The musician daughter of the Achy Breaky Heart guy (face it, Billy Ray, you're a nice enough fellow but that is what is going on your tombstone) saw her film debut with $8.7 million on its first day in theaters. How strong a performance is that? Simply consider that the Rolling Stones concert movie two months later earned $5.4 million during its entire domestic run. I cannot put this in simpler terms in this. Achy Breaky Jr. wiped the floor with the Rolling Stones. If you claim you saw that coming prior to August of 2007, you're a lying liar who is currently telling a lie.
Hannah Montana/Miley Cyrus: Best of Both Worlds Concert Tour wound up earning $31,117,834 during its opening weekend. This set several records. The main one is that it's the best debut ever for a film with under 1,000 venues. That per-venue average of $45,561 is pretty impressive as well. The other interesting one is that it's the best Super Bowl weekend debut ever, making the Hannah Montana concert movie one of the most successful examples of counterprogramming in box office history. So successful was the movie that Disney promptly ditched their whole "it's only in theaters for a week, we swear" stratagem and left it in theaters just a bit longer. 98 days longer, to be exact. After its 101 days in release, Hannah Montana exited theaters with domestic box office of $65,280,346 against a budget of $6.5 million, making it one of the most successful movies of the year relative to budget with a cool 10:1 ratio of revenue to expense. Not coincidentally, a full-fledged Hannah Montana movie will be released into theaters in 2009.
After Hannah Montana tore up the Super Bowl weekend box office, Disney settled upon an unusual release date for High School Musical 3. The title came out the weekend before Halloween and saw its eighth day of release fall upon the holiday itself. This led to some fascinating ripples of box office behavior. During its opening weekend, High School Musical 3 opened much wider than Hannah Montana's 683 venue debut. The third musical outing started in 3,623 locations, but managed "only" $8.9 million more. With $42.0 million, the movie was still a huge success, just not the breathtaking one that Hannah Montana had been. Seven days after its $17.0 million start, there was a brief scare when the film fell 90% Friday-over-Friday to $1.7 million, a historically unprecedented drop. This proved to be a systemic issue involving the Halloween date itself as only Jamie Kennedy's character in Scream would consider something like High School Musical 3 to be a good scary movie choice for the holiday. The movie recovered nicely over the rest of the weekend, spiking an astounding (and mathematically improbable) 389% to $8.2 million on Saturday and wound up winning the weekend with $15.3 million.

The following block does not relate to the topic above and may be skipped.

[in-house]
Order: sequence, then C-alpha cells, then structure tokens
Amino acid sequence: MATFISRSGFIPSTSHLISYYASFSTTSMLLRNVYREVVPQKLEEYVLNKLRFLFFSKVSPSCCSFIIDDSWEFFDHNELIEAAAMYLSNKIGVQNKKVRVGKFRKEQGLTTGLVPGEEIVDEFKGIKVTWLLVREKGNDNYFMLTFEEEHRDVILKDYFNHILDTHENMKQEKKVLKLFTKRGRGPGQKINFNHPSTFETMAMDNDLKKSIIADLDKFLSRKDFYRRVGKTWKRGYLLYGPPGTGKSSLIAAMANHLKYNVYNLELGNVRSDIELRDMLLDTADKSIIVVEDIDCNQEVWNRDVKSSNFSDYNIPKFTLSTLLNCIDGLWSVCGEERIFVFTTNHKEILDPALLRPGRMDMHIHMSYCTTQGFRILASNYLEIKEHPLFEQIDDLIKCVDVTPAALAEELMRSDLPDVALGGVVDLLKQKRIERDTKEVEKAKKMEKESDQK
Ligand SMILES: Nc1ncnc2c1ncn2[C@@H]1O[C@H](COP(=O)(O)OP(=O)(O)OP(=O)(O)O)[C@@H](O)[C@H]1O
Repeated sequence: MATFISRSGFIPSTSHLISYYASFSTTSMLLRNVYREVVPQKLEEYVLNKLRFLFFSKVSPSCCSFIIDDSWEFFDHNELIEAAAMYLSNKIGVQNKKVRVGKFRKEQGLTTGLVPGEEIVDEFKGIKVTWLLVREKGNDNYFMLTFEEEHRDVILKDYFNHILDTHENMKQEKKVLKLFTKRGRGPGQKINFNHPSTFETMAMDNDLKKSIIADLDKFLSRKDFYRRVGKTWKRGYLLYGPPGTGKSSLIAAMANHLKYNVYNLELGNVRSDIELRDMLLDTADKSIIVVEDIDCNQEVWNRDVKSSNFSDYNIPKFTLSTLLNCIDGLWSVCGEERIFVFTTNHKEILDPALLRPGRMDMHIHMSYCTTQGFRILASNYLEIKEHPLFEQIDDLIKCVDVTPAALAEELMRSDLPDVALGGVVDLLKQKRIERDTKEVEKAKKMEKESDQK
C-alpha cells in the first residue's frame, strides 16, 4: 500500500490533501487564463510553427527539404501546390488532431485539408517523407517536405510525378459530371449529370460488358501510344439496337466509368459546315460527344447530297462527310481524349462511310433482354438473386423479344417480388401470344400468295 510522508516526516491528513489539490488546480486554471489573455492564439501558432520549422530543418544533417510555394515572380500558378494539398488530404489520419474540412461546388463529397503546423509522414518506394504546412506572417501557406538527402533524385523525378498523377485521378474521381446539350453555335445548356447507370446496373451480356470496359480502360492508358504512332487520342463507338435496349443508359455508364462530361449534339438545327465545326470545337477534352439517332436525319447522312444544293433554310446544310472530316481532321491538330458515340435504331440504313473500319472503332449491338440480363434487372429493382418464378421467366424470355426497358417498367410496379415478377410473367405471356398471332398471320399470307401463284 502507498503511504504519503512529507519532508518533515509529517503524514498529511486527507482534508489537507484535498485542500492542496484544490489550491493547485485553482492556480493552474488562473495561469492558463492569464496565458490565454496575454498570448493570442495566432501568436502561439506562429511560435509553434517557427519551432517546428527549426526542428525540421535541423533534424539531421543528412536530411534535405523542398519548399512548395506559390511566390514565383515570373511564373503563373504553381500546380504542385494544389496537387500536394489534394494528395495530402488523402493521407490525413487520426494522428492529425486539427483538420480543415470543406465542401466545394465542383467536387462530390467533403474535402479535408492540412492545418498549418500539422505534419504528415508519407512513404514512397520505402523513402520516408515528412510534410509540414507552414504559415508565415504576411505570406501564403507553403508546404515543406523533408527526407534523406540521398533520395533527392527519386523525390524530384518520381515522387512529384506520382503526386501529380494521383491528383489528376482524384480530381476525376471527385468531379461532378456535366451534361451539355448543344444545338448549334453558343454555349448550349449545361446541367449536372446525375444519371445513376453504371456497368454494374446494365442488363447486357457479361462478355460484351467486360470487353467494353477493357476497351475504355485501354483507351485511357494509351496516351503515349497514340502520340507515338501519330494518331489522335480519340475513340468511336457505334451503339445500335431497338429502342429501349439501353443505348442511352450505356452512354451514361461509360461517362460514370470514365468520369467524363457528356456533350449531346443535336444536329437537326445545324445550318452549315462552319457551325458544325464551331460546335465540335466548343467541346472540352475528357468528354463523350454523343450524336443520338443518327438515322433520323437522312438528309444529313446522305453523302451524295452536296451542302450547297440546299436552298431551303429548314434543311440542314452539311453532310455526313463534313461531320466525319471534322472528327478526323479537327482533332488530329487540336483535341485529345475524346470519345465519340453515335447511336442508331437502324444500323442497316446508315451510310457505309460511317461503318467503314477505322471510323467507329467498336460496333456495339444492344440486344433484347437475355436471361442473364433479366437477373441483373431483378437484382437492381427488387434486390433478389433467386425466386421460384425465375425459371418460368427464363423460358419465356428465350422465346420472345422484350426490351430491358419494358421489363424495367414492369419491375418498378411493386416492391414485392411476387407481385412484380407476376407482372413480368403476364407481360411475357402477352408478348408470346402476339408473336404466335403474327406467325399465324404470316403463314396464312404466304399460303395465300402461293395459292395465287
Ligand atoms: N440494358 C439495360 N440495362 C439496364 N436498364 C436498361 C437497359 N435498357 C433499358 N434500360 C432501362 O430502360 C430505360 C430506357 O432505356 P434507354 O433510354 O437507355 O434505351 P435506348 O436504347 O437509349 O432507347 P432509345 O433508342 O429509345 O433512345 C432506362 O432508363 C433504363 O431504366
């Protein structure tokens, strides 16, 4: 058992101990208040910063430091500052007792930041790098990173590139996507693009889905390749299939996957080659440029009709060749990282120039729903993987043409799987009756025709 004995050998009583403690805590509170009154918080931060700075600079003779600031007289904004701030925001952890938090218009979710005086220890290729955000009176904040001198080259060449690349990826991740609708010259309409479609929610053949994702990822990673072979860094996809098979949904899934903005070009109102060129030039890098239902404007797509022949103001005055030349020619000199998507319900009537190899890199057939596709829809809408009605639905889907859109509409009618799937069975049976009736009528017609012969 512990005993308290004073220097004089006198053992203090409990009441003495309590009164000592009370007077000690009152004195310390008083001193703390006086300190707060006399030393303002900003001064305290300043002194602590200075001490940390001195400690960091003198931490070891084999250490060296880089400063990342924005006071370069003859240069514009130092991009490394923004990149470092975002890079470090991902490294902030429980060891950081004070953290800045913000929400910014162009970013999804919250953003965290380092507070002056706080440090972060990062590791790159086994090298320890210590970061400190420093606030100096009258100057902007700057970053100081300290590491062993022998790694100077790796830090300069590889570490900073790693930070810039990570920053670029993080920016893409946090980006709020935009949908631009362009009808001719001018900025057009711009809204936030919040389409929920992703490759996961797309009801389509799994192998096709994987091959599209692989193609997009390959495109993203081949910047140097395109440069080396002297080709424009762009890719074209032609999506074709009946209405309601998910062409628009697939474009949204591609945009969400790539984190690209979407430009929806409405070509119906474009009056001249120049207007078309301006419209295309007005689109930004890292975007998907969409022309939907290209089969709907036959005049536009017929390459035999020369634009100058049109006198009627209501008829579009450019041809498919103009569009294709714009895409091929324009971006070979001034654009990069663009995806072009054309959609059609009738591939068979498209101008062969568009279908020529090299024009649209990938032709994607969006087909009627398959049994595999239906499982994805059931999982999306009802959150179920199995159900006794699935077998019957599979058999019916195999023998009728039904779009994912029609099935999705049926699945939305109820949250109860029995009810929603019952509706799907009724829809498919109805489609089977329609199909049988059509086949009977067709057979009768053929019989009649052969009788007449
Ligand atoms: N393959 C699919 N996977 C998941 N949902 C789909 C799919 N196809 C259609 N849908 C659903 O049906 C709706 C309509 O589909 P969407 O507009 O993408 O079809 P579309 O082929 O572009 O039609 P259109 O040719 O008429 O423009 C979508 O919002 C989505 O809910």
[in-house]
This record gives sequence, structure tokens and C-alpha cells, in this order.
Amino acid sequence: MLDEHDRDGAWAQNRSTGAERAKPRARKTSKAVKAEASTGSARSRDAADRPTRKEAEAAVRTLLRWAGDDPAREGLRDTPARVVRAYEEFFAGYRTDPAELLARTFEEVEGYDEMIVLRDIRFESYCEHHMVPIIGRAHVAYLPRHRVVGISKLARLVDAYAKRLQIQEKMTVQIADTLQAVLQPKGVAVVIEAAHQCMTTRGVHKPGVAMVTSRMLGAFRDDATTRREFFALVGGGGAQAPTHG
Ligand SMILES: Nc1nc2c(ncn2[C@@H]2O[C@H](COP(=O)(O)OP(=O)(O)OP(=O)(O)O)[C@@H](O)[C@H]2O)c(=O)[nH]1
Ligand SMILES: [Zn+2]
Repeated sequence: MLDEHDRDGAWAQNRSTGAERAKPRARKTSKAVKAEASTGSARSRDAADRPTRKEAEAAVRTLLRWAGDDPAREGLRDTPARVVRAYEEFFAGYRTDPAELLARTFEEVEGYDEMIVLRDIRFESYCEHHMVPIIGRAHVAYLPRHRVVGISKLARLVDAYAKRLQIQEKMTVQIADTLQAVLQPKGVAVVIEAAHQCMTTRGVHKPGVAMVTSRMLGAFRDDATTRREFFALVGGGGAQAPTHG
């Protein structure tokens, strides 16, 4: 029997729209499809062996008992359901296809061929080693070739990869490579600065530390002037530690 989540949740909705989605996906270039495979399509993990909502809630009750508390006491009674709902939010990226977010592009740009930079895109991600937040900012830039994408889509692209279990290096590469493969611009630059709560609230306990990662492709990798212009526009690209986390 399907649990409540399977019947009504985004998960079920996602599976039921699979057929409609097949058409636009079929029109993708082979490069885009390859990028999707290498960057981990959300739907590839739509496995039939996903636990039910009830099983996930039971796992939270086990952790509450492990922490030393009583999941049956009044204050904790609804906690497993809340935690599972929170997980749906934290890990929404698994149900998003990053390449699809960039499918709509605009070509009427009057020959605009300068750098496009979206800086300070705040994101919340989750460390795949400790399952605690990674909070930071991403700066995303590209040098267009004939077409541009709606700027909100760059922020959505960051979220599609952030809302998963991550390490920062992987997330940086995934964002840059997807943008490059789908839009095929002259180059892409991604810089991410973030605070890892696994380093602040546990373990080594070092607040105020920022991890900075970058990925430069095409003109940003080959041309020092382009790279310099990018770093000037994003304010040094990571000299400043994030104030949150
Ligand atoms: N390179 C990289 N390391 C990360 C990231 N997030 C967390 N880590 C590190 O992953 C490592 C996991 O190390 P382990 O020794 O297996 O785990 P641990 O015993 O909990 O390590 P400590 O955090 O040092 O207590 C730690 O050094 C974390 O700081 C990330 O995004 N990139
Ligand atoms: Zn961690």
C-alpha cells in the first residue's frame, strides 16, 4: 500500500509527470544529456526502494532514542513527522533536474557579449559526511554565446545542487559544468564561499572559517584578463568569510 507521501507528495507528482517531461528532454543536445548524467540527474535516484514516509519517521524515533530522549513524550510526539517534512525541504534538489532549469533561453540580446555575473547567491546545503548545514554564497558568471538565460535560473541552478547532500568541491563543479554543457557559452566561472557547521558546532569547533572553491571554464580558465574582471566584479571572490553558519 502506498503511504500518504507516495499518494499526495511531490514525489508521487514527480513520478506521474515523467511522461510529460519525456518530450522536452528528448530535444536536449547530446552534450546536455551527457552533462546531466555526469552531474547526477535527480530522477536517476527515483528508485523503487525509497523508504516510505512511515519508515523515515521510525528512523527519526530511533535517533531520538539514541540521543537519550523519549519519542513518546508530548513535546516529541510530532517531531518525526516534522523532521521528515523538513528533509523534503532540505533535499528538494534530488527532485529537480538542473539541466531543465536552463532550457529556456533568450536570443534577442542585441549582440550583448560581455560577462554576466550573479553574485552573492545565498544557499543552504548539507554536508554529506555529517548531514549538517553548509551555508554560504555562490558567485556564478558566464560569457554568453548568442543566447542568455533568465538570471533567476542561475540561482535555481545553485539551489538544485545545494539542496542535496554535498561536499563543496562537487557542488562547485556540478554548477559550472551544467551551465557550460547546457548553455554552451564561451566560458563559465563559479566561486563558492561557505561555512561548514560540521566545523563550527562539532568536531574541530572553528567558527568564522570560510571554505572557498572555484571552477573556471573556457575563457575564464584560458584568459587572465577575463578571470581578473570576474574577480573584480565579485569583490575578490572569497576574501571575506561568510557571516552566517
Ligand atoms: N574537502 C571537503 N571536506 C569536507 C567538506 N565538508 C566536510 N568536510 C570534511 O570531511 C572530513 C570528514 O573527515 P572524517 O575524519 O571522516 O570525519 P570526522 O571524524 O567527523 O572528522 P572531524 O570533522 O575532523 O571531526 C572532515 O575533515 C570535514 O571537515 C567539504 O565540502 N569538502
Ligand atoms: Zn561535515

By the time High School Musical had exited theaters, it had earned $90.2 million domestically and $237.2 million worldwide. Combined with Hannah Montana, that gave Disney a grand total of $302 million worldwide for a cost of only $17.5 million. They had done the impossible by turning a pair of cable network shows into huge theatrical successes, particularly relative to budget. That's 17 dollars earned for every dollar invested, a miraculous accomplishment for the studio. Now, what BOP wants to know is when are we getting our Kim Possible movie?